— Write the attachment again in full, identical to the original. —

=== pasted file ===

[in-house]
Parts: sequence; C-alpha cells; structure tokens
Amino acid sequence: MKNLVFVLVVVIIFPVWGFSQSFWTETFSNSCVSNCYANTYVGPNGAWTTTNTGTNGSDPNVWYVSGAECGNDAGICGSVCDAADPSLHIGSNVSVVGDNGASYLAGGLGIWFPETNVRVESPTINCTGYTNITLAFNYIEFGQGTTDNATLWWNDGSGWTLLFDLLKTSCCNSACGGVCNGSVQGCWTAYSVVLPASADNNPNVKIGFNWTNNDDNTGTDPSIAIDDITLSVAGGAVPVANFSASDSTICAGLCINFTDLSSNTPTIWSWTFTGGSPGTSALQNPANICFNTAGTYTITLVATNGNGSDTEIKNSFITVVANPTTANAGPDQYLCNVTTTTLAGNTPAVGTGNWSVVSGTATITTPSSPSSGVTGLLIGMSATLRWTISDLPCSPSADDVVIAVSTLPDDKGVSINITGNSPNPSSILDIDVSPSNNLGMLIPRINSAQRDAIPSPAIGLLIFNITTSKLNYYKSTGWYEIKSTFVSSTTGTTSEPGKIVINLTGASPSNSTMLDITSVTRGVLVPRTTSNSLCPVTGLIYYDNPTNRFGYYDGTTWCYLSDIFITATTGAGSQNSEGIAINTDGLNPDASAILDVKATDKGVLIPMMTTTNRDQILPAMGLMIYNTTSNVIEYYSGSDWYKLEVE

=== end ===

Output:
[in-house]
Parts: sequence; C-alpha cells; structure tokens
Amino acid sequence: MKNLVFVLVVVIIFPVWGFSQSFWTETFSNSCVSNCYANTYVGPNGAWTTTNTGTNGSDPNVWYVSGAECGNDAGICGSVCDAADPSLHIGSNVSVVGDNGASYLAGGLGIWFPETNVRVESPTINCTGYTNITLAFNYIEFGQGTTDNATLWWNDGSGWTLLFDLLKTSCCNSACGGVCNGSVQGCWTAYSVVLPASADNNPNVKIGFNWTNNDDNTGTDPSIAIDDITLSVAGGAVPVANFSASDSTICAGLCINFTDLSSNTPTIWSWTFTGGSPGTSALQNPANICFNTAGTYTITLVATNGNGSDTEIKNSFITVVANPTTANAGPDQYLCNVTTTTLAGNTPAVGTGNWSVVSGTATITTPSSPSSGVTGLLIGMSATLRWTISDLPCSPSADDVVIAVSTLPDDKGVSINITGNSPNPSSILDIDVSPSNNLGMLIPRINSAQRDAIPSPAIGLLIFNITTSKLNYYKSTGWYEIKSTFVSSTTGTTSEPGKIVINLTGASPSNSTMLDITSVTRGVLVPRTTSNSLCPVTGLIYYDNPTNRFGYYDGTTWCYLSDIFITATTGAGSQNSEGIAINTDGLNPDASAILDVKATDKGVLIPMMTTTNRDQILPAMGLMIYNTTSNVIEYYSGSDWYKLEVE